LORAIN — Atlantic Research Partners will be assisting the Lorain Schools’ Academic Distress Commission’s search for a district CEO.
“They have a really strong reputation and have worked with distressed districts like Lorain before,” commission chairman Tony Richardson said. “They stood out to me because of their approach to data and utilizing online in the search process.”
Richardson said Chicago-based Atlantic has worked with the Nashville and Salt Lake City school districts in selecting superintendents and will be working with the Lorain district’s CEO and administration as it moves through the transition period this summer and into next school year.
Richardson said the firm will cost $20,000, but the state will cover that in addition to the CEO’s salary when he or she is selected.
At a meeting Monday afternoon, the commission discussed that the body was looking at four firms, ranging from $7,500 to $30,000, and Richardson said stakeholder meetings and the ability to get the community involved would be an important part of the firm selection.
The only other district in the state that has gone through the CEO selection process is Youngstown, and that district’s academic distress commission chose to use the Mahoning County Educational Service Center in its search.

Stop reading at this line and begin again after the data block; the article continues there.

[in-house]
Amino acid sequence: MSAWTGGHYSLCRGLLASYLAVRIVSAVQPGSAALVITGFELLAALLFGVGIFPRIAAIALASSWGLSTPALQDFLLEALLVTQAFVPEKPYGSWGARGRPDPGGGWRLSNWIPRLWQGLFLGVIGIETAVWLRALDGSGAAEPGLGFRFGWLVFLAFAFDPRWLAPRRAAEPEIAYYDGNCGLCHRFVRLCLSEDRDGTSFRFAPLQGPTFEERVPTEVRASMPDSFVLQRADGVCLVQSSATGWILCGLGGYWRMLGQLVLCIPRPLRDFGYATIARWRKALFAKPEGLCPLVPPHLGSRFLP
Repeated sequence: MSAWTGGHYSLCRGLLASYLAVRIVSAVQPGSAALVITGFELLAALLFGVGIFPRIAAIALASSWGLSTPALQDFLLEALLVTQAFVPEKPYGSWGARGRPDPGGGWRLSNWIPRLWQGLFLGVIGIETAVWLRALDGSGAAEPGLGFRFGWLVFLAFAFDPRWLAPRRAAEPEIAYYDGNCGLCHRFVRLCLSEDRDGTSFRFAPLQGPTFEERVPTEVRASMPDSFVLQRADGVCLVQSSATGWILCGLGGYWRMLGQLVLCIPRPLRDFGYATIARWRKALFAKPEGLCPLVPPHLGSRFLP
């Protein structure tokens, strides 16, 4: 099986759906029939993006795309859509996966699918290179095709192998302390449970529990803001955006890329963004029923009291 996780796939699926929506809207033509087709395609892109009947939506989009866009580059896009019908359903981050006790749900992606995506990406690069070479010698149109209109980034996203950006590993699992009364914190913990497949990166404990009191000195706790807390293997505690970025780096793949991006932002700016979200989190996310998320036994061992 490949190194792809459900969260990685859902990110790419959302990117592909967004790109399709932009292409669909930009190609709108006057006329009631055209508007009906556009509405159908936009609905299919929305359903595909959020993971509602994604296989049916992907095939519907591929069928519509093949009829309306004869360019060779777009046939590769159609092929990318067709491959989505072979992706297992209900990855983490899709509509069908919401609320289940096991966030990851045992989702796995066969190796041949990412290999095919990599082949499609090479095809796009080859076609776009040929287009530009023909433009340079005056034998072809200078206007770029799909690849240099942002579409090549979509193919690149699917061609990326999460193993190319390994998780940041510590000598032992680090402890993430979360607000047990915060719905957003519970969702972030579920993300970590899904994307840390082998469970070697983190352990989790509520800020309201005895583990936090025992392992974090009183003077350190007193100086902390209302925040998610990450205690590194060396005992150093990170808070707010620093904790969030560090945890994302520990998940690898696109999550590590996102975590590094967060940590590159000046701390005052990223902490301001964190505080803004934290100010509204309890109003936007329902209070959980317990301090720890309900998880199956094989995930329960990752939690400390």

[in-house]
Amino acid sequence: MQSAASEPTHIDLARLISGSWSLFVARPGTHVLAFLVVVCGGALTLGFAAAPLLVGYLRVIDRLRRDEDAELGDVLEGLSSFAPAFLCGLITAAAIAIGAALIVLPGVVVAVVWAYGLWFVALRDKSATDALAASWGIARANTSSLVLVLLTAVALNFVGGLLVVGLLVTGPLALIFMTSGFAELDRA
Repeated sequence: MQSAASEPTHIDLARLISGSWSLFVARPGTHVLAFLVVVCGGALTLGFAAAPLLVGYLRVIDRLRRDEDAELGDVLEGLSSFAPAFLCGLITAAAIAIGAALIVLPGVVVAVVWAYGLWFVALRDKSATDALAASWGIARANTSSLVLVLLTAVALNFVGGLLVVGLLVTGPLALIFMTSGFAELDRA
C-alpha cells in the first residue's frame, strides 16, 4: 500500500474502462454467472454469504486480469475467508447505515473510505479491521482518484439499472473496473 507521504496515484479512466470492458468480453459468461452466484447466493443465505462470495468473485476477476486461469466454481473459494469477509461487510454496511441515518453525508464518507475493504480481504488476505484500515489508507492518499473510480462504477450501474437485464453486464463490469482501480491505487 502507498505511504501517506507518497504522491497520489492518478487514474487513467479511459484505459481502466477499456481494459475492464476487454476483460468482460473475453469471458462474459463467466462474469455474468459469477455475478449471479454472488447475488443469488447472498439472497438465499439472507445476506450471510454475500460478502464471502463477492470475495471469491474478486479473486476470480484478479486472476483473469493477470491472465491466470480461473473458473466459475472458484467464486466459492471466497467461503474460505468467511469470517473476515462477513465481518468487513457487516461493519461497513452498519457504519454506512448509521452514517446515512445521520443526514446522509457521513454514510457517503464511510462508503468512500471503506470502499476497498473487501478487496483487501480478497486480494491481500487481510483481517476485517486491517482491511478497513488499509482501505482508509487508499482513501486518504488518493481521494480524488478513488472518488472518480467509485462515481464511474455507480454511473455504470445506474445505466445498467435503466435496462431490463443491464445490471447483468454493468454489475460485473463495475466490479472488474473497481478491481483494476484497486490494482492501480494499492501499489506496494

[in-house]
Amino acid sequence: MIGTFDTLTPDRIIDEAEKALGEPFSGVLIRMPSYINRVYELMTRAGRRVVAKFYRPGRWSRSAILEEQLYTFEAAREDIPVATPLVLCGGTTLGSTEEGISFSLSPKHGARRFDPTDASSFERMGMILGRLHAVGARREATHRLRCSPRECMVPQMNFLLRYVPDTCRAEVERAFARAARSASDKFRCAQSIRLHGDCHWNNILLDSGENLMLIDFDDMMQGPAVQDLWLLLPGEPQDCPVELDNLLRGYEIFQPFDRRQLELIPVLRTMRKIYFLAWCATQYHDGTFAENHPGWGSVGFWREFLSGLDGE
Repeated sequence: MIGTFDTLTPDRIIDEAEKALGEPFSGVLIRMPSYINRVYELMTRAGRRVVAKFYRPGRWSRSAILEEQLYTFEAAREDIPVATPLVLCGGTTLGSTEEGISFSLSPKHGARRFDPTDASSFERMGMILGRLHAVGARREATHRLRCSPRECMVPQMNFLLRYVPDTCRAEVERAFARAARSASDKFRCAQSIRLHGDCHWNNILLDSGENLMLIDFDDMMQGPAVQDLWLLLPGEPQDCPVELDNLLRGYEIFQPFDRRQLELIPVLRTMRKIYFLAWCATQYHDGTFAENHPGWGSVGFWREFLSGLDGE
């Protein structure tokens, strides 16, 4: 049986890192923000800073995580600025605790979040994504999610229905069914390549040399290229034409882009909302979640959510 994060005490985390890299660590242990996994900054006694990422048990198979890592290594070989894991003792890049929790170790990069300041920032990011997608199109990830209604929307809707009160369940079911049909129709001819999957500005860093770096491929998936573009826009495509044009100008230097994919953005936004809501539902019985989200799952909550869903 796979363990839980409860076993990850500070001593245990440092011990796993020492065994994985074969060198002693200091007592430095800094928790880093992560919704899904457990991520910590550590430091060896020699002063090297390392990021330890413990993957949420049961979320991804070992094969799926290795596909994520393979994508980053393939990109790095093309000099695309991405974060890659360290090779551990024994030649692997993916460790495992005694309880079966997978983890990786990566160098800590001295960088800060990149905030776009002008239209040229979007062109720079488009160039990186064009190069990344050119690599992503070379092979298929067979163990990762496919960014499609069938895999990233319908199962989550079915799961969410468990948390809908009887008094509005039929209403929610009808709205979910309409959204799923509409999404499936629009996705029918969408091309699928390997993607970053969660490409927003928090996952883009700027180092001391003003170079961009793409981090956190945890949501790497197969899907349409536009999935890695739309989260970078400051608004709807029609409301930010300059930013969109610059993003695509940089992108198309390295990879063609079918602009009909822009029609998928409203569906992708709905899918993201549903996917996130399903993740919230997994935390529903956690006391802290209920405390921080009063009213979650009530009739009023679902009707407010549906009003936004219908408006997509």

The CEO selection, mandated by state House Bill 70 after Lorain Schools failed to meet state report card standards in part because of changing test standards, must be completed by July 24.
“One of the things I really liked about Atlantic was that they had done their research on the district before talking to us, and it showed,” he said. “They know how to get boots on the ground and get a search like this going, which is important considering the turnaround time.”
The CEO would possess functions of a superintendent and a school board, with the exception of placing levies on the ballot, something that would stay with the local Board of Education.
Superintendent Jeff Graham, whose contract will expire at the end of the upcoming school year, has expressed interest in serving as the CEO but has said some of the provisions of the law, like the CEO’s ability to turn failing buildings into charter schools, have made him leery as well.
“If that’s something the state wants to see happen, it’s not something I can be a part of,” he has said.
Mayor Chase Ritenauer, who selected a member of the distress commission, said Graham is who he would like to see head the district moving forward.
The next public meeting of the commission is 2 p.m. June 27 at Lorain High School, 2600 Ashland Ave.
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